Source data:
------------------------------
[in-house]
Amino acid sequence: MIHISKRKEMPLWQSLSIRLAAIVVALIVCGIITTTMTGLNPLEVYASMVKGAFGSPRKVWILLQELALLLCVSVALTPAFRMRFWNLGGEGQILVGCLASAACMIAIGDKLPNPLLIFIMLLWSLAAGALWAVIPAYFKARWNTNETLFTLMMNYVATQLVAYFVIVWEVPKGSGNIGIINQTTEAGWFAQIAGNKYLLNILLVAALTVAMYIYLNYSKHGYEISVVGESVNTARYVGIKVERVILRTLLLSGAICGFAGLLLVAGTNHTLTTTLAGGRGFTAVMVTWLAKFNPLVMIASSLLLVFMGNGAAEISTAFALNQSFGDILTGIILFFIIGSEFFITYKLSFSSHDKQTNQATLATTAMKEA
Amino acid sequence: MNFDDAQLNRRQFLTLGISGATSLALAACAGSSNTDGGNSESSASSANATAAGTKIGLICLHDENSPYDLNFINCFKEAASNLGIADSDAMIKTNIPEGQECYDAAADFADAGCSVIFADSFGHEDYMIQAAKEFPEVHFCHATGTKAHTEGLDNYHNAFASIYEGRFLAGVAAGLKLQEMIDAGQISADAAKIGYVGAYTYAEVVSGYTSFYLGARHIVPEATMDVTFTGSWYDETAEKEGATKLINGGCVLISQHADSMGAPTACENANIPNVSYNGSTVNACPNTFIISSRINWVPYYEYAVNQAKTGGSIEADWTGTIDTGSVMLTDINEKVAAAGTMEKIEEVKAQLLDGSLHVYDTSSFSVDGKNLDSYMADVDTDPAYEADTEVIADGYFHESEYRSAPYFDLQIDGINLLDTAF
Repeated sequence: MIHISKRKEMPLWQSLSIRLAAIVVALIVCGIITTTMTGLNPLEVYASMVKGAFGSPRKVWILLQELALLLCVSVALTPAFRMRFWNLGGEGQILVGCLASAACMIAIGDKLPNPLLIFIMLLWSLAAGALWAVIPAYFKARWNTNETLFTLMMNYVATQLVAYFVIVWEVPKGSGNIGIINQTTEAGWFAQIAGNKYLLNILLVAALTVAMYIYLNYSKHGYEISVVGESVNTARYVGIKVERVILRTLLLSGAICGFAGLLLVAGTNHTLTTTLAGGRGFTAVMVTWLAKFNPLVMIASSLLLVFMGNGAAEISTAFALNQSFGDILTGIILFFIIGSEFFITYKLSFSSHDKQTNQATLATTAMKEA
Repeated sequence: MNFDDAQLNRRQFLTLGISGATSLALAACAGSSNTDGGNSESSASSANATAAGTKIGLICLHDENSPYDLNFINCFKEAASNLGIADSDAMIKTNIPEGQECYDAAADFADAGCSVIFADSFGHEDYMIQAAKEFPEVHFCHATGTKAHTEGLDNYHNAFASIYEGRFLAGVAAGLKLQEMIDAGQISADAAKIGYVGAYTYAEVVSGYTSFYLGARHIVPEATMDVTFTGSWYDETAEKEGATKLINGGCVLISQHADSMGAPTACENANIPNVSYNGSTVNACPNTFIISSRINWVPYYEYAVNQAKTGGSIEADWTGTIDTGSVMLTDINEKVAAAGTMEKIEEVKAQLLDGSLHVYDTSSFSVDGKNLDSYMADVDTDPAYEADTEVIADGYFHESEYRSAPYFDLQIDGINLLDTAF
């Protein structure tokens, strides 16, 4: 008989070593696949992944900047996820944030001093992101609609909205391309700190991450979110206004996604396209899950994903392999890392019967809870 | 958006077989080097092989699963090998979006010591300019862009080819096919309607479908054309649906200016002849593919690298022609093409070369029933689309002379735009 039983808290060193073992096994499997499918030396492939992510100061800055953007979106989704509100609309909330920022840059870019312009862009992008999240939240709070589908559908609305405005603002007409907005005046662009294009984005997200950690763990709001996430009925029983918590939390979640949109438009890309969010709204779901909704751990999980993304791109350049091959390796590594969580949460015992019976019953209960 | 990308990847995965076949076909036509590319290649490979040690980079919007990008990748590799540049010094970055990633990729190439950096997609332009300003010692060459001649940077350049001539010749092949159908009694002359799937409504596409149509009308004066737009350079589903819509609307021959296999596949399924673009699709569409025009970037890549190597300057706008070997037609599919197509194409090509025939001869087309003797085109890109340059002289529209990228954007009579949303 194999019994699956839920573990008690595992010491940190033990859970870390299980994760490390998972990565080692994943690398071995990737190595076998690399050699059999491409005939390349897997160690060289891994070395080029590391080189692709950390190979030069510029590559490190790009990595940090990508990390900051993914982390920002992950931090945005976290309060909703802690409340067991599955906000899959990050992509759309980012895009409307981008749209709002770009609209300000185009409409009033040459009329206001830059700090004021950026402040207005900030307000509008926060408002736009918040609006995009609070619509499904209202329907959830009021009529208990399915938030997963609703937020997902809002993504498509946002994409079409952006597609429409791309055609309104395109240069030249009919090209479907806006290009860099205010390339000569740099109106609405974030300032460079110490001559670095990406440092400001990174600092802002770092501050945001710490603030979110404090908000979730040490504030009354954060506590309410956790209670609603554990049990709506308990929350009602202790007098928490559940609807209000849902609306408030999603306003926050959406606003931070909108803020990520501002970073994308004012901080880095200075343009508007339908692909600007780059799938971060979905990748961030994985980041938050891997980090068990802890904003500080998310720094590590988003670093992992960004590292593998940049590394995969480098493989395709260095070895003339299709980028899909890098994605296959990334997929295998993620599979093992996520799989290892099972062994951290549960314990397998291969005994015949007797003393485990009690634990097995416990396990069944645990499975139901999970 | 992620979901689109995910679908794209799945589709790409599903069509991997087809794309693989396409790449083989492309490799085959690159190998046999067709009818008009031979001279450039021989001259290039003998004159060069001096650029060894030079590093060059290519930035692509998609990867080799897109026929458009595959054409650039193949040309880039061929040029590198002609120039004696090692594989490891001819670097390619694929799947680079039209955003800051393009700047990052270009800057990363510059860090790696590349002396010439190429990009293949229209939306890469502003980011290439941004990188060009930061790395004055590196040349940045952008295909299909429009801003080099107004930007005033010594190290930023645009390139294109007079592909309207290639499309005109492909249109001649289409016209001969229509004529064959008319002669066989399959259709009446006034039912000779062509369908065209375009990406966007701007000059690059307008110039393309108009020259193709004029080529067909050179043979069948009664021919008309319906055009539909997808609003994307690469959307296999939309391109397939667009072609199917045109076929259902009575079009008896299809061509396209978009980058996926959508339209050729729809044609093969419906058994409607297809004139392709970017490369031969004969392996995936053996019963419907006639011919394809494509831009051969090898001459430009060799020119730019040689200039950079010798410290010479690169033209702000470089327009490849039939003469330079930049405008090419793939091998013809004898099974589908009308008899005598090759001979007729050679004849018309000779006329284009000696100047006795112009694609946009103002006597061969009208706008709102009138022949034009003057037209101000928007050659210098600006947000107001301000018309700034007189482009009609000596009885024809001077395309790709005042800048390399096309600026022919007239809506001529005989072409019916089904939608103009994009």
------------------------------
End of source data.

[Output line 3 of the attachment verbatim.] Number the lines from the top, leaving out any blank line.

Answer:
Amino acid sequence: MNFDDAQLNRRQFLTLGISGATSLALAACAGSSNTDGGNSESSASSANATAAGTKIGLICLHDENSPYDLNFINCFKEAASNLGIADSDAMIKTNIPEGQECYDAAADFADAGCSVIFADSFGHEDYMIQAAKEFPEVHFCHATGTKAHTEGLDNYHNAFASIYEGRFLAGVAAGLKLQEMIDAGQISADAAKIGYVGAYTYAEVVSGYTSFYLGARHIVPEATMDVTFTGSWYDETAEKEGATKLINGGCVLISQHADSMGAPTACENANIPNVSYNGSTVNACPNTFIISSRINWVPYYEYAVNQAKTGGSIEADWTGTIDTGSVMLTDINEKVAAAGTMEKIEEVKAQLLDGSLHVYDTSSFSVDGKNLDSYMADVDTDPAYEADTEVIADGYFHESEYRSAPYFDLQIDGINLLDTAF